Hello there! I'm Dr. Vinifera, or "Vinny" for short. Ask me your toughest wine questions, from the technical aspects of winemaking to the fine points of etiquette. I hope you find my answers educational and even amusing. Looking for a particular answer? Check my archive and my FAQs.
Dear Dr. Vinny,
What is the difference between an unoaked wine and an oaked wine, besides the fact one was aged in oak?
—Julie, Oshawa, Ontario
Well, that's the biggest difference, sure. Keep in mind that an oak influence can come from oak barrels or barrel alternatives (things like oak chips or staves) that are exposed to a wine while it is fermenting and/or aging.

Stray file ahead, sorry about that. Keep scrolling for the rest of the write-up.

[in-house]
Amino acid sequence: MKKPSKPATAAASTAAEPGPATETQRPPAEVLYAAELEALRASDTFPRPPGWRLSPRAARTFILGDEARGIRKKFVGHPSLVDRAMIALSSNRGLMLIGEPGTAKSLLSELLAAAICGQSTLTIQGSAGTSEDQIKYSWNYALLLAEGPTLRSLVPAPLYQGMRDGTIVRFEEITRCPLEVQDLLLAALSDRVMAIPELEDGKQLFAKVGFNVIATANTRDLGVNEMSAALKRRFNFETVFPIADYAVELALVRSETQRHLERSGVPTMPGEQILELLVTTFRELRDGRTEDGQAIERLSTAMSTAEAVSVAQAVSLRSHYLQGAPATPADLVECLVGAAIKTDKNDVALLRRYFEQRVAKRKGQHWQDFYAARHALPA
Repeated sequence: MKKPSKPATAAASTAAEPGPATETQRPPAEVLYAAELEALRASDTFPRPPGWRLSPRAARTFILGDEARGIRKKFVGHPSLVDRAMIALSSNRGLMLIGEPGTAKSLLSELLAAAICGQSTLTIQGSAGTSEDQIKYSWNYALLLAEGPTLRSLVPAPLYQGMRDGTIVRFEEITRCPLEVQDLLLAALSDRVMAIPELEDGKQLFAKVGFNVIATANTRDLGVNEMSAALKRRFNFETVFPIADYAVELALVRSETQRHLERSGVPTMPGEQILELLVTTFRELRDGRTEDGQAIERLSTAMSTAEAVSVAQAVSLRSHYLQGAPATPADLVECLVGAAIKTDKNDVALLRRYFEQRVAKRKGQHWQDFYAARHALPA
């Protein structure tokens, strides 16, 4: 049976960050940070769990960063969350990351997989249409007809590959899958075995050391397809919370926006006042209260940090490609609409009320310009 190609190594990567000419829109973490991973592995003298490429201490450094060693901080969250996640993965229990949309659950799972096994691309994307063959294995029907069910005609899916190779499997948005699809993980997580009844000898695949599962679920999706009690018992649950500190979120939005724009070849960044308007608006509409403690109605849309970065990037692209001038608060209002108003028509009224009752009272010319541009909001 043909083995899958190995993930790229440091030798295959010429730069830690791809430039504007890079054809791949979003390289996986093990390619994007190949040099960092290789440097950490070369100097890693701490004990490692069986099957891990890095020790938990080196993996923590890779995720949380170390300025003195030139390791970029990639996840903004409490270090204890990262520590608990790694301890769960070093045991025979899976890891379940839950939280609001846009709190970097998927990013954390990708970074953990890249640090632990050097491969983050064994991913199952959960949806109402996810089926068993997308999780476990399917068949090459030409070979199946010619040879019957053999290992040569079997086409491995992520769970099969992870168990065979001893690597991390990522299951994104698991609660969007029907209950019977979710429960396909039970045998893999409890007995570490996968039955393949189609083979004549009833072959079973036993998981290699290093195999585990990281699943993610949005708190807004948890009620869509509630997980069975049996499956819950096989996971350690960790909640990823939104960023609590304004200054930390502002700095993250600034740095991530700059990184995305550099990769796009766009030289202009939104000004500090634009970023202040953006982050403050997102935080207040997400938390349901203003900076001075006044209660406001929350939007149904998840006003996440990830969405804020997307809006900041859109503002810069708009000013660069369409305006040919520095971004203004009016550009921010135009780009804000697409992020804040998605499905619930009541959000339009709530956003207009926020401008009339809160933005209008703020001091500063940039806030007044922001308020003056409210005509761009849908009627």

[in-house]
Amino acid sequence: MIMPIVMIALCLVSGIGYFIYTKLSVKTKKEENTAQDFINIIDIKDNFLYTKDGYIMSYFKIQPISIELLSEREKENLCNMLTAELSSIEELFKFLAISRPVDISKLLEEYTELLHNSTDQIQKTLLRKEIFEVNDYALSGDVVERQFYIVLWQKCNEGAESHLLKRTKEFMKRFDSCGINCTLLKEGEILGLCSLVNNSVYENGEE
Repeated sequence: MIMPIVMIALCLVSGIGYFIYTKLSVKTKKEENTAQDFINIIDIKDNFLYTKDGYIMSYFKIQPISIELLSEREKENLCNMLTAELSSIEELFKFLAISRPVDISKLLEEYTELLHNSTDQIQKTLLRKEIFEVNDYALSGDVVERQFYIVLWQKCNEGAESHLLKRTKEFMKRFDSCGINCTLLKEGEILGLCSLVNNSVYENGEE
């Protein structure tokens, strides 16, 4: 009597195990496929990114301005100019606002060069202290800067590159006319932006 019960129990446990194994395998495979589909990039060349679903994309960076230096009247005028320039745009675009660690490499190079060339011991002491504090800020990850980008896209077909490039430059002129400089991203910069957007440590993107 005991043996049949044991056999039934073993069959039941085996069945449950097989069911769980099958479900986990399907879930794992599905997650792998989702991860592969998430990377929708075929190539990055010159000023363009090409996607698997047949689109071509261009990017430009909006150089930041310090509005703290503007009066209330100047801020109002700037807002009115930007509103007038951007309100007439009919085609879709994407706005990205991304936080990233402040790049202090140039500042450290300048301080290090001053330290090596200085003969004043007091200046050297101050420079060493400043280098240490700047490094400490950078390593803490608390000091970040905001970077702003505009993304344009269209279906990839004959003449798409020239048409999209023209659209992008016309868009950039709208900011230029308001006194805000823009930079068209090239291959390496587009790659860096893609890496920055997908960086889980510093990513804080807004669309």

The most obvious influence of oak is that it imparts flavors and aromas to a wine. Toast, vanilla, cedar, spice and smoky notes are common oak influences (although there are many other nuances too). Barrels are also credited with giving wine a richer texture, adding to the belief that oak adds complexity.
An unoaked wine is more likely to be lighter-bodied than its oaked counterpart, with more fresh fruit flavors and less of any cedary, toasty, vanilla character.
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